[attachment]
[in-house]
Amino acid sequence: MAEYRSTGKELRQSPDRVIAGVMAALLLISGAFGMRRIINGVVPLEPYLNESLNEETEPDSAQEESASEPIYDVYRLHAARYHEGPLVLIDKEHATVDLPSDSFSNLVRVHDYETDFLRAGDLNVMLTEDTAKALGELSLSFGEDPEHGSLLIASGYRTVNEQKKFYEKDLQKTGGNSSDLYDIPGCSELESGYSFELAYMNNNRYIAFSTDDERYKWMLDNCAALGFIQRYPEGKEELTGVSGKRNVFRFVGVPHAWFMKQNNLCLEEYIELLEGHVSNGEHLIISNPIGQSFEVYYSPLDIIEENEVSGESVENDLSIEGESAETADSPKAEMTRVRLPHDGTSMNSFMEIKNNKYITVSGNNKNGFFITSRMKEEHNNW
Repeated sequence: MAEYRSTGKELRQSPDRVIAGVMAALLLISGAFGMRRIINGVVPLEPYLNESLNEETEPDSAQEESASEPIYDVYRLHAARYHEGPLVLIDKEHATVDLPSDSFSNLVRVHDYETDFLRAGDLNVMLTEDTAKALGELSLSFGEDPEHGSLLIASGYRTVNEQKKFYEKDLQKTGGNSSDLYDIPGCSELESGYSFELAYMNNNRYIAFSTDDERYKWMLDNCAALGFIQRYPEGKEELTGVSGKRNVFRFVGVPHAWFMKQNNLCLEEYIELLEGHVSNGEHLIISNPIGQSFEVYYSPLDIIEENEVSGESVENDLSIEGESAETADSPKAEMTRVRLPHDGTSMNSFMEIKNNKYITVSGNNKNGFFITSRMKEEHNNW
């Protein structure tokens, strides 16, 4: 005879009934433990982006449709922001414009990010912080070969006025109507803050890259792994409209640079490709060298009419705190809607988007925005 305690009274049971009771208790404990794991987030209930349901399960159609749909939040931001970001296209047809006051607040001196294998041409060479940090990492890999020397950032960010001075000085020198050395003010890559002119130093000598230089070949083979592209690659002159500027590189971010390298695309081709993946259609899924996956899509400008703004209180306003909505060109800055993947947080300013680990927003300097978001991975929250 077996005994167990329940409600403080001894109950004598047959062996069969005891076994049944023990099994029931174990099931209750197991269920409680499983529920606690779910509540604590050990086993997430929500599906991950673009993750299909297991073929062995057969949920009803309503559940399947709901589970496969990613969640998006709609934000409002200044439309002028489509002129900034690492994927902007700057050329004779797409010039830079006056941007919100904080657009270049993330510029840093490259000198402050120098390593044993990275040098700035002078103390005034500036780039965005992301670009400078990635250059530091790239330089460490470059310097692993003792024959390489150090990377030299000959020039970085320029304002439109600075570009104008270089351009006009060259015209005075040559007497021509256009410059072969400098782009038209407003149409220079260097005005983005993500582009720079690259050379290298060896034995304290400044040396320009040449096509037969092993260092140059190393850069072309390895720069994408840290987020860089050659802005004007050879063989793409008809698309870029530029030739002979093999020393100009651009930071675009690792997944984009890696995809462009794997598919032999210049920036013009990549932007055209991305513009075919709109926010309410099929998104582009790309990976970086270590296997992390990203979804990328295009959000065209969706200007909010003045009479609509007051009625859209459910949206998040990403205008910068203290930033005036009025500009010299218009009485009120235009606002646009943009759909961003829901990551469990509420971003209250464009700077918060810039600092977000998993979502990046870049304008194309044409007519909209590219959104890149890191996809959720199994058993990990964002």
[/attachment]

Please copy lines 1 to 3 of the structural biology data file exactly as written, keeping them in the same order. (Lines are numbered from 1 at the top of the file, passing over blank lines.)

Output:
[in-house]
Amino acid sequence: MAEYRSTGKELRQSPDRVIAGVMAALLLISGAFGMRRIINGVVPLEPYLNESLNEETEPDSAQEESASEPIYDVYRLHAARYHEGPLVLIDKEHATVDLPSDSFSNLVRVHDYETDFLRAGDLNVMLTEDTAKALGELSLSFGEDPEHGSLLIASGYRTVNEQKKFYEKDLQKTGGNSSDLYDIPGCSELESGYSFELAYMNNNRYIAFSTDDERYKWMLDNCAALGFIQRYPEGKEELTGVSGKRNVFRFVGVPHAWFMKQNNLCLEEYIELLEGHVSNGEHLIISNPIGQSFEVYYSPLDIIEENEVSGESVENDLSIEGESAETADSPKAEMTRVRLPHDGTSMNSFMEIKNNKYITVSGNNKNGFFITSRMKEEHNNW
Repeated sequence: MAEYRSTGKELRQSPDRVIAGVMAALLLISGAFGMRRIINGVVPLEPYLNESLNEETEPDSAQEESASEPIYDVYRLHAARYHEGPLVLIDKEHATVDLPSDSFSNLVRVHDYETDFLRAGDLNVMLTEDTAKALGELSLSFGEDPEHGSLLIASGYRTVNEQKKFYEKDLQKTGGNSSDLYDIPGCSELESGYSFELAYMNNNRYIAFSTDDERYKWMLDNCAALGFIQRYPEGKEELTGVSGKRNVFRFVGVPHAWFMKQNNLCLEEYIELLEGHVSNGEHLIISNPIGQSFEVYYSPLDIIEENEVSGESVENDLSIEGESAETADSPKAEMTRVRLPHDGTSMNSFMEIKNNKYITVSGNNKNGFFITSRMKEEHNNW